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'Temple' crops up inside University of Hyderabad, ABVP accused

Students’ union secretary Gopi Swamy, associated with the Ambedkar Students’ Association, alleges attempt to 'saffronise' the campus
The “temple” on the University of Hyderabad campus.
The “temple” on the University of Hyderabad campus.
The Telegraph

Basant Kumar Mohanty   |   New Delhi   |   Published 13.04.22, 03:25 AM

A “temple” has allegedly been crystallised on the University of Hyderabad campus on Ram Navami by painting a rock structure saffron and installing flags of that colour, prompting the students’ union to allege “saffronisation” of the institution.

The administration of the university, where Dalit research scholar Rohith Vemula committed suicide in 2016 after allegedly facing caste discrimination, has set up a committee to inquire the allegations.


The university students’ union had accused the ABVP, the campus wing of the RSS, of turning the rock formation into a “temple” on Sunday.

University registrar Devesh Nigam denied that any students’ group was involved.

During Ram Navami celebrations on Sunday, it was found that a formation of rocks under a tree between the men’s hostel-F and the chief warden’s office had been painted saffron and the swastika and “Om” inscribed in saffron on them, while pictures of Lord Ram had been kept in the cavity of the structure. Saffron flags had been affixed to the top of the structure. 

Students’ union secretary Gopi Swamy, associated with the Ambedkar Students’ Association, said this was an attempt to saffronise the campus.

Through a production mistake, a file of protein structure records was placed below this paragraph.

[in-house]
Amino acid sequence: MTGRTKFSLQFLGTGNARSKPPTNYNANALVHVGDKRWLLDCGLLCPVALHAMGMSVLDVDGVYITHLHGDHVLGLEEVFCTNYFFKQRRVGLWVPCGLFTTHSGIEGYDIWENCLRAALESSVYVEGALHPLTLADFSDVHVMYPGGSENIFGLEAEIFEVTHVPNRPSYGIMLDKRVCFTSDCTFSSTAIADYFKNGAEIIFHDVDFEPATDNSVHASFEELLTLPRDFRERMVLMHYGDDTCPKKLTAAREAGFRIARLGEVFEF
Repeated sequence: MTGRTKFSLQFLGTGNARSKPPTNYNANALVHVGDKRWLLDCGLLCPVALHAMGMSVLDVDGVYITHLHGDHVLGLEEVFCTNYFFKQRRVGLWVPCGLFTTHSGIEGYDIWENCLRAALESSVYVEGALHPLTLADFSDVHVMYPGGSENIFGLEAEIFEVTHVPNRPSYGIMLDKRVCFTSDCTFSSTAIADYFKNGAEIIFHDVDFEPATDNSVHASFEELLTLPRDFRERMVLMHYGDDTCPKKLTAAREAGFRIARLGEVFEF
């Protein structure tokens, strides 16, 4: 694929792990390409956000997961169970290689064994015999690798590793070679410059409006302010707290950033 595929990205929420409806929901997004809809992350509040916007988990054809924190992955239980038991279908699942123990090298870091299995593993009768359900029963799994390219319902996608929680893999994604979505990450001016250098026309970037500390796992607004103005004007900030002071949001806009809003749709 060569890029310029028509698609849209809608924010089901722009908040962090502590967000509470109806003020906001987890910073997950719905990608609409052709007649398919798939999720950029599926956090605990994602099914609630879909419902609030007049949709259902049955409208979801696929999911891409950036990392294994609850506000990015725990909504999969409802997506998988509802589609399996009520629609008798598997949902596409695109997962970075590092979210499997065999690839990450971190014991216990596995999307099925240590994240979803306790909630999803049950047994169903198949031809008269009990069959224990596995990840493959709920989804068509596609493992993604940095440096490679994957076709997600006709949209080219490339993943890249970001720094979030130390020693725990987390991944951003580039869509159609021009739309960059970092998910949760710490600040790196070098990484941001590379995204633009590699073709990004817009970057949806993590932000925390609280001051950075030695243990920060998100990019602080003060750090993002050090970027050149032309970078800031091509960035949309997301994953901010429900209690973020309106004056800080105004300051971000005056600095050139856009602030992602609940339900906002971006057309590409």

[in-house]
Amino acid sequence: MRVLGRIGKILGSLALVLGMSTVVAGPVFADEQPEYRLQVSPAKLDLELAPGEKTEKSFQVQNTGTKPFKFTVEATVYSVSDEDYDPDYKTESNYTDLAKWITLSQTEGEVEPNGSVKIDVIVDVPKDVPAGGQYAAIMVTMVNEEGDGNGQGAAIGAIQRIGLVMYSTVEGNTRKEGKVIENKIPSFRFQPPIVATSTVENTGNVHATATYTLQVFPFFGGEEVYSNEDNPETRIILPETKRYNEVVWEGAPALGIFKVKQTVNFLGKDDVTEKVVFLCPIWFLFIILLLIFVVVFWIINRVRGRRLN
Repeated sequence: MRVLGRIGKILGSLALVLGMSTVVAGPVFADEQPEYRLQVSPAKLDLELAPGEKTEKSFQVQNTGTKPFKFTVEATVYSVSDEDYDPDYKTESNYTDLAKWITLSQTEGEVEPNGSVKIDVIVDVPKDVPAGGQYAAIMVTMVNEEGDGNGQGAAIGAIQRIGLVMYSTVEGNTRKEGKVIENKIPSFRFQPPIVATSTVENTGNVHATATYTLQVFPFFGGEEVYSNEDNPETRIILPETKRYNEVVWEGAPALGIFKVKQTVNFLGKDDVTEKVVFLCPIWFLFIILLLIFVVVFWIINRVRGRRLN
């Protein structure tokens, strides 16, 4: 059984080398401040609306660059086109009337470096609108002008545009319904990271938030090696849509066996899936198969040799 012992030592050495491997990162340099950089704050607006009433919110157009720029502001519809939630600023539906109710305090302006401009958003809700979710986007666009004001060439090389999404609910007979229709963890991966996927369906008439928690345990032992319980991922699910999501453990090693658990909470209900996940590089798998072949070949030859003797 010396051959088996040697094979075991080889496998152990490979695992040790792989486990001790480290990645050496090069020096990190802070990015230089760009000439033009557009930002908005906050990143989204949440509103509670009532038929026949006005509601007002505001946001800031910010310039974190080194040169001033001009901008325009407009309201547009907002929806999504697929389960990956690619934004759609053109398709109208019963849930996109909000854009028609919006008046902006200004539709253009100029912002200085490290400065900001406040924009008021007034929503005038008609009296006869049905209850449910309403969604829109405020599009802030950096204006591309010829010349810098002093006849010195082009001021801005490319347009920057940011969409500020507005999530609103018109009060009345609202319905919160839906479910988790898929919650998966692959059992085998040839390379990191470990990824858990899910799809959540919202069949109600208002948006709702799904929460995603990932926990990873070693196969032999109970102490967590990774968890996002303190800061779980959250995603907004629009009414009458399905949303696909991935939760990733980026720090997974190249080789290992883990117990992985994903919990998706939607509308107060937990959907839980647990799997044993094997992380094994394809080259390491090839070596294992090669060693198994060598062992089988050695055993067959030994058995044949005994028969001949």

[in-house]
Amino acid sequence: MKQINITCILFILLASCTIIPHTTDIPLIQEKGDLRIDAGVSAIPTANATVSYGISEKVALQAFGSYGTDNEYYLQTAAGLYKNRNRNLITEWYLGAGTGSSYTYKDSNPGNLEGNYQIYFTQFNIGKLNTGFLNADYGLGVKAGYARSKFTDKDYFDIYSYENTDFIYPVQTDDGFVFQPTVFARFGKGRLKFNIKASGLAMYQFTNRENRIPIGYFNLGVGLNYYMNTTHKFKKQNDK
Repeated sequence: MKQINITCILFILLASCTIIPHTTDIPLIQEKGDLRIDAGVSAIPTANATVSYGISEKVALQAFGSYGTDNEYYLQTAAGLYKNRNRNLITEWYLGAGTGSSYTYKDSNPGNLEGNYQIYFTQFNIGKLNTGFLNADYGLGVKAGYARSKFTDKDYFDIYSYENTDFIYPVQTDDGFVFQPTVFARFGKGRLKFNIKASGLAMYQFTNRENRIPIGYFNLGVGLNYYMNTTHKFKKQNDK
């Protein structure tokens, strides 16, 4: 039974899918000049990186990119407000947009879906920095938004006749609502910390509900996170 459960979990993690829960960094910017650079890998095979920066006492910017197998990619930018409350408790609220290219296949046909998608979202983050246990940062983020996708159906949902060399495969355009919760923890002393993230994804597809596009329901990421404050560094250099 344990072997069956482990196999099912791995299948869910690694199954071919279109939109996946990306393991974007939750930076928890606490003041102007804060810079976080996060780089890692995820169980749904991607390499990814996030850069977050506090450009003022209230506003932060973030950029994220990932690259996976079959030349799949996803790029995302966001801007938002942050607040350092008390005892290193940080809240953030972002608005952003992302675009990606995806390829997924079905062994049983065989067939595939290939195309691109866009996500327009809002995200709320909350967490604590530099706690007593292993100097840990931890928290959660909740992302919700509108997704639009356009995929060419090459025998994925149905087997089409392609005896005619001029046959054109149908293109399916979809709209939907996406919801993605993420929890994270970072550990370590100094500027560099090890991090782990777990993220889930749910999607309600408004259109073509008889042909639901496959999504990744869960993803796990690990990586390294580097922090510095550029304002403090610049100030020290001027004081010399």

“The campus is a democratic and secular space. Students of all religions study and celebrate their festivals here. The ABVP’s attempt to create a temple-like structure does not match the ethos of the university. So we have complained (to the varsity authorities). We demand that the university take proper action against the students,” Gopi said. 

Nigam, the university registrar, said no students’ outfit was behind the installation of a temple on the campus.

“It is a small structure that has been there since the inception of the university. Photos of some Hindu deities were there too. On the day of Ram Navami, one or two students went there and cleaned the place, painted it saffron and installed saffron flags. They had not taken our permission. So a committee has been set up to inquire into the matter. Action will be taken as per its recommendations,” Nigam said.

The registrar said the university had identified the students and found out that they were not associated with any group.

“Our university has a policy not to allow any permanent religious structure on the campus. But we allow the celebration of religious festivals. That day, we had allowed a group of students to celebrate Ram Navami at Gurbaksh Singh Maidan. That celebration was peaceful,” Nigam said.

Ghazala Jamil, a teacher at Jawaharlal Nehru University (JNU), said some public institutions had shrines on their campus and religious festivals were regularly organised, but added that constructing a temple on the compound or demanding such constructions was “an act of aggression”.

“Religious worship and practices are conducted during many university rituals like openings or inaugurations. People have mostly been tolerant towards such practices. Lighting of lamps at academic events is quite common. But constructing a religious shrine or demanding such constructions in public institutions are new and meant as acts of aggression,” Jamil said.  

Prof. Rajeev Kumar of JNU said: “Worshipping God is a matter of faith and practice for most students and faculty. If the university rules allow, permanent structures should be constructed. But the students need not set up makeshift structures.”

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